We’re hard at work planning for the 2014 CSA season (seed orders go out in January!), with all the discussion, analysis, and debate that involves. As part of this process, we compiled the results of our 2013 end-of-season member survey, and will share some of the data below, with a representative selection of written comments and our thoughts on the results and their influence on next year’s plans. Thanks to all those who responded to the survey; all of the feedback does significantly shape our plans for the coming year, whether or not any specific response made the cut for this post. We encourage any readers, members or otherwise, to share their thoughts on these results in the comments. When reading and thinking about these results, it may be helpful to review our 2013 share photos page, which has photo documentation of a standard full share for each week of the season. Continue reading
November was a dry & cool month, with about half the average precipitation and average temperatures below normal. It was a pretty month, with fairly stable weather and lingering fall colors, another in our string of very nice months this fall. We somehow managed to take a few nice photos during the month, despite the intense busy-ness involved in wrapping up the CSA year, hosting Thanksgiving, and myriad other demands on our time. Continue reading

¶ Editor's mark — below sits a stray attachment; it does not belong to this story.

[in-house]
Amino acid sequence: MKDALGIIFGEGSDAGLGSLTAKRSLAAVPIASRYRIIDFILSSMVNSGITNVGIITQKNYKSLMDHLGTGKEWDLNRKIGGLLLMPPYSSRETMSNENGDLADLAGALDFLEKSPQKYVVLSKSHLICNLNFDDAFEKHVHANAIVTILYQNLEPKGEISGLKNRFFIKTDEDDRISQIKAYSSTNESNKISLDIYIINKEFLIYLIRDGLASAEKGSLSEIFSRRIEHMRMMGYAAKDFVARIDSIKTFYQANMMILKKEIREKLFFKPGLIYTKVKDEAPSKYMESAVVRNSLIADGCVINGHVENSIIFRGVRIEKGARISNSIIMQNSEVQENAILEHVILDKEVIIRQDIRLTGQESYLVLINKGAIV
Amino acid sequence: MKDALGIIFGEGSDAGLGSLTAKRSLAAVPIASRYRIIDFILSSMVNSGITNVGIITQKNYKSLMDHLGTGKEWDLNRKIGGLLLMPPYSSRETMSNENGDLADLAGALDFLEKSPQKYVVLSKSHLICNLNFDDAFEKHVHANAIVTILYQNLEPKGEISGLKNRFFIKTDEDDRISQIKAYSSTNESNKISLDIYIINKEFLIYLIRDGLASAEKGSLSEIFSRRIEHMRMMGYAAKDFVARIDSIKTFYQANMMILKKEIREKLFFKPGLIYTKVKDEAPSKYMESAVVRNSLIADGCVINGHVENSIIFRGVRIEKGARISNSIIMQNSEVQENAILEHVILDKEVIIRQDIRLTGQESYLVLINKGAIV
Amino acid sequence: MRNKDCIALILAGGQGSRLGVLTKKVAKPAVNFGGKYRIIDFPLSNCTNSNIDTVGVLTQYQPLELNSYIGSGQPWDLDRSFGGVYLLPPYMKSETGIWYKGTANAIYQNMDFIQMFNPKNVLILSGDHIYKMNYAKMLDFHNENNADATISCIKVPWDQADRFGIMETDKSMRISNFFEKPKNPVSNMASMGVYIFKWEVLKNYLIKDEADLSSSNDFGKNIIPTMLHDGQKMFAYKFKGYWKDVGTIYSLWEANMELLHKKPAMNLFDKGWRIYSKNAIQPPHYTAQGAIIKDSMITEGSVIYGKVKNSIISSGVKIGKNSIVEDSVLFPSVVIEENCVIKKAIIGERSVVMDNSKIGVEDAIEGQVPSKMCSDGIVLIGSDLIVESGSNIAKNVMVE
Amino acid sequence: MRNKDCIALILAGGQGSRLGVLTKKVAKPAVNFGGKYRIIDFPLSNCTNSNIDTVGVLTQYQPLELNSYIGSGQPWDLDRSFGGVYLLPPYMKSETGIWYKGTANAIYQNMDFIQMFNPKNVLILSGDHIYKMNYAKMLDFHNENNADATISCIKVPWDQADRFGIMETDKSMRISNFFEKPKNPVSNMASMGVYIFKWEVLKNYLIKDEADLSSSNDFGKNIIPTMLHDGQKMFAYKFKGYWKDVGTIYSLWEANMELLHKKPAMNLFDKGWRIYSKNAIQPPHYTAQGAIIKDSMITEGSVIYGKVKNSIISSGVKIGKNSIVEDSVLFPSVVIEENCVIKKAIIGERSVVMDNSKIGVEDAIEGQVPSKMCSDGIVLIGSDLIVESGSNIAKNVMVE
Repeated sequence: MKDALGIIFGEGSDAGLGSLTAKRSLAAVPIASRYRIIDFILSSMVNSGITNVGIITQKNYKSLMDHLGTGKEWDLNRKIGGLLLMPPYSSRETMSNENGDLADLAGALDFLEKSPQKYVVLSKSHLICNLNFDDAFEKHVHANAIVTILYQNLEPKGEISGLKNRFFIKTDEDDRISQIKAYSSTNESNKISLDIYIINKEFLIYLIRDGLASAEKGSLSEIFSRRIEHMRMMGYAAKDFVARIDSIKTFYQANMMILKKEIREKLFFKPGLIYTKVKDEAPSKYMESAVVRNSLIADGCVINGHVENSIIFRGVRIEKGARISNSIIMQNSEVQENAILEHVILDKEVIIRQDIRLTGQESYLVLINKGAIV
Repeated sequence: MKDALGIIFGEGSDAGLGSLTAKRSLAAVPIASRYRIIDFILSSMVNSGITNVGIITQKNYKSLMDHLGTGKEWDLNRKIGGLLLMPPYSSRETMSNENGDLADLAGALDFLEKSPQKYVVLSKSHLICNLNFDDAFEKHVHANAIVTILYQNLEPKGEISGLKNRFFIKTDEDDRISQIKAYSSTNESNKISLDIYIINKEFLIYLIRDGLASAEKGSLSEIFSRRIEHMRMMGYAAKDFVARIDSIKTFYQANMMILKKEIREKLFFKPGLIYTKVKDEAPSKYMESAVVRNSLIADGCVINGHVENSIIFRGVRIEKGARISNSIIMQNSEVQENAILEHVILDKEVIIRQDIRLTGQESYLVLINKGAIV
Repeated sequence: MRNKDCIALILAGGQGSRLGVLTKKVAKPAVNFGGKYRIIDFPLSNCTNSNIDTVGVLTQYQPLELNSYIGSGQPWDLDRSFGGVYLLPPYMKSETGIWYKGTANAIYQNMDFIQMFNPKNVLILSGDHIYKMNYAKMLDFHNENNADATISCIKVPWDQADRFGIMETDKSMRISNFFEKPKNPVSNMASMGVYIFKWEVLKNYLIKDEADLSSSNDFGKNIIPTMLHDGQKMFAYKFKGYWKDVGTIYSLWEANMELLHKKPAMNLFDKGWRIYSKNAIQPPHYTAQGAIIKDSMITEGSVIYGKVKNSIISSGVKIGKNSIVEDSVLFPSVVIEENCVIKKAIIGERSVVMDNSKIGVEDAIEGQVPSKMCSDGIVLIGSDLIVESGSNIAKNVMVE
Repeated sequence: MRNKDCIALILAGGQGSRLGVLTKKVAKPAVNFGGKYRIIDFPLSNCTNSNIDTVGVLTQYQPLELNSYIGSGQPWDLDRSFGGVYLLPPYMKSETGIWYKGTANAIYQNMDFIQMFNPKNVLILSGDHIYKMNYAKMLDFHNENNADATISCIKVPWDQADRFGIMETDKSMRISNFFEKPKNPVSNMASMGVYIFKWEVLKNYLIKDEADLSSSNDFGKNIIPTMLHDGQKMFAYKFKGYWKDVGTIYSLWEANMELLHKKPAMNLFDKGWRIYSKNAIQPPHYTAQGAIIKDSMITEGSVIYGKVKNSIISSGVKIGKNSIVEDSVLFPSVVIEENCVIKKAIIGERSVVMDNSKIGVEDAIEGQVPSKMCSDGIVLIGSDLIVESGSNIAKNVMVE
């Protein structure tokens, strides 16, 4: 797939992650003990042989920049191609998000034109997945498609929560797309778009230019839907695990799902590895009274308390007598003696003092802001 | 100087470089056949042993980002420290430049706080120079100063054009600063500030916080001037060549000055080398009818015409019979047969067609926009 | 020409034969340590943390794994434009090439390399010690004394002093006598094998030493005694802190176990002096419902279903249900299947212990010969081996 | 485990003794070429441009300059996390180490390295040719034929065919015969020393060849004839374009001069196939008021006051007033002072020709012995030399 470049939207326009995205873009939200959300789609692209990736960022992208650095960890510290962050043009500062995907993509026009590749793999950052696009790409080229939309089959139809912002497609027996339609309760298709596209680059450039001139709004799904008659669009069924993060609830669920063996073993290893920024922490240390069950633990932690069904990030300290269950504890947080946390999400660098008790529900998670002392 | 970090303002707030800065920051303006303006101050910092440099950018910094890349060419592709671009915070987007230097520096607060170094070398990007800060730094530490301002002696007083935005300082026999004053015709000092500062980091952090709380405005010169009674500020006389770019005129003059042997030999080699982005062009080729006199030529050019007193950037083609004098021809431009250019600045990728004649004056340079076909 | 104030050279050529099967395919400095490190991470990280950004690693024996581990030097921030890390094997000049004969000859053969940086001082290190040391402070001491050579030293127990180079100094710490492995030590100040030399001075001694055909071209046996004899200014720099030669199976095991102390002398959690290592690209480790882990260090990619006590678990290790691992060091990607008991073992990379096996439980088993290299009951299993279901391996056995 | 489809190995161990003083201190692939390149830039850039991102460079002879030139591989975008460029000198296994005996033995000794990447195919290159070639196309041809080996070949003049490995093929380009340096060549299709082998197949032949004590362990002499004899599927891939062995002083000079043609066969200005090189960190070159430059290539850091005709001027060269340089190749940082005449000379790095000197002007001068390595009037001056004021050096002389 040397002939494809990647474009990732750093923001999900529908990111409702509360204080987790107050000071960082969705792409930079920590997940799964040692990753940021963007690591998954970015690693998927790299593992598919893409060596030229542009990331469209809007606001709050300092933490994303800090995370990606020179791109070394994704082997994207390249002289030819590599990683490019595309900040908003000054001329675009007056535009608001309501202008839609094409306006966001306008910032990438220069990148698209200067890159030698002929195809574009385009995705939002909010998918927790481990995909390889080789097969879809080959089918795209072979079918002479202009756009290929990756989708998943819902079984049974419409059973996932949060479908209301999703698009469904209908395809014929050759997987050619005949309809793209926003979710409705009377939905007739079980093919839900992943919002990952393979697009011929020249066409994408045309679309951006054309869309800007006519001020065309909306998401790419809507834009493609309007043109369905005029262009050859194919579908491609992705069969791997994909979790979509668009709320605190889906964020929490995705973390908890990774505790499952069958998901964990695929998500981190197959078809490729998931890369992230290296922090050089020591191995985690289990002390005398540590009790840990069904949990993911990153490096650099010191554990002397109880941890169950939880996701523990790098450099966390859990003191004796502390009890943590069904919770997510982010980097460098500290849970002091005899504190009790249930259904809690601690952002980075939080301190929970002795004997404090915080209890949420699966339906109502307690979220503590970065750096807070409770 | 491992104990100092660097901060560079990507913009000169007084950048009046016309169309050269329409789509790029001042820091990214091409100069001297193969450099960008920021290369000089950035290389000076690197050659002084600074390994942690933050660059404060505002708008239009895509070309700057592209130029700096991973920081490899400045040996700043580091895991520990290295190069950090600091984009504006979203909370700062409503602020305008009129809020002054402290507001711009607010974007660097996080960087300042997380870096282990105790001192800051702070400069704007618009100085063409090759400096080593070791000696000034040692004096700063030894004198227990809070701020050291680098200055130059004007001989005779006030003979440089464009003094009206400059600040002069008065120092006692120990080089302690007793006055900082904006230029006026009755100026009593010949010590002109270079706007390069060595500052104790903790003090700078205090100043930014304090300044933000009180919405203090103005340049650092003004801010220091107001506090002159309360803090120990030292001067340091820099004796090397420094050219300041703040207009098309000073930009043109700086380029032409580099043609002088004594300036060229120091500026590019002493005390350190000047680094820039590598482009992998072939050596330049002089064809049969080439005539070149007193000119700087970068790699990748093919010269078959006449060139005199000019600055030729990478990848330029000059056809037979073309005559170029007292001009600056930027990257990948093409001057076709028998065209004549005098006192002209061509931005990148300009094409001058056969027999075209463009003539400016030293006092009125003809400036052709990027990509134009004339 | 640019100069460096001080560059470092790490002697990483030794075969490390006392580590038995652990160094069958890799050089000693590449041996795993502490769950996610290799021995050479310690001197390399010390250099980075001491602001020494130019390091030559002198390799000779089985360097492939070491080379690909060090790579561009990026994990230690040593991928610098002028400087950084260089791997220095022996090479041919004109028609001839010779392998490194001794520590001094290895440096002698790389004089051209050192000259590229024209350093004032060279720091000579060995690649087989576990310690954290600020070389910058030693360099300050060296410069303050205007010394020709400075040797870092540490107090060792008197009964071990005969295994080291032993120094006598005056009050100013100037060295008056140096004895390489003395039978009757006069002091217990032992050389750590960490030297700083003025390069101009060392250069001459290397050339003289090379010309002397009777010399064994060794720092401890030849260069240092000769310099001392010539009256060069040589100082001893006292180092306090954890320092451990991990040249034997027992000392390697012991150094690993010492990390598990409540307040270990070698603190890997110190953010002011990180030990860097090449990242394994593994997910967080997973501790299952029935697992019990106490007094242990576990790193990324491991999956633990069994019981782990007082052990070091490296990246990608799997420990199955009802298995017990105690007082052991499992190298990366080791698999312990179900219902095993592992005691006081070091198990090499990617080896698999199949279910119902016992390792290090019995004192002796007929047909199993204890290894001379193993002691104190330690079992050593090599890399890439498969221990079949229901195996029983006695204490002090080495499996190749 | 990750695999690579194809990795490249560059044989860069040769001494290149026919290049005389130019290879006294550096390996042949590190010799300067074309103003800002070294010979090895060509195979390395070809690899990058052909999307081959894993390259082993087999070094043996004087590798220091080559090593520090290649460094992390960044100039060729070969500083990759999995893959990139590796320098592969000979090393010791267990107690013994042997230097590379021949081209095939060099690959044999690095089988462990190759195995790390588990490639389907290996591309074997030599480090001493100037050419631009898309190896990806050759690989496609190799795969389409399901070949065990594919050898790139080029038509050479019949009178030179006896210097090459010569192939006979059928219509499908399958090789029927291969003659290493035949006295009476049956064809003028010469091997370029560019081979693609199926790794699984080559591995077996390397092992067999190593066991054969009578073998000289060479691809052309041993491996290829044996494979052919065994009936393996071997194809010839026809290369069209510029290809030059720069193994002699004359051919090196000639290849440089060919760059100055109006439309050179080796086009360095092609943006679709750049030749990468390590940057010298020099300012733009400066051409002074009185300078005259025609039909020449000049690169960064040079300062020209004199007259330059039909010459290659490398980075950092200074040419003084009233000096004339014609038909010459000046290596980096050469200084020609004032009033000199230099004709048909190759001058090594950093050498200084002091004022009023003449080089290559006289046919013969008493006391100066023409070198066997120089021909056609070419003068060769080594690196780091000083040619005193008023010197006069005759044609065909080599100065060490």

This coming Saturday, December 7, we will be hosting a free farm tour. We realize the weather forecast is less than ideal, but this will still be an excellent chance to see the farm and discuss the CSA program with the farmers.
Who: Anyone considering our Community Supported Agriculture program for 2014, including current members.
When: 2 p.m. on Saturday December 7. Our farm tours usually last ~1-2 hours.
Where: The farm is about 12 miles north of downtown Columbia. We’ll send a map to those who contact us about coming. The driveway leading to the farm is rough but passable to most vehicles with a little care. Due to the driveway, if meaningful snow accumulates, we will postpone to a future date.
What: We’ll take a half-mile walking tour of Chert Hollow Farm, discuss how the CSA works, look at growing areas and farm animals, and talk about our farming ethics and thoughts on ecosystem management. The weather forecast looks chilly, so we’ll finish by answering any remaining questions by the wood stove over a cup of hot, farm-grown herbal tea.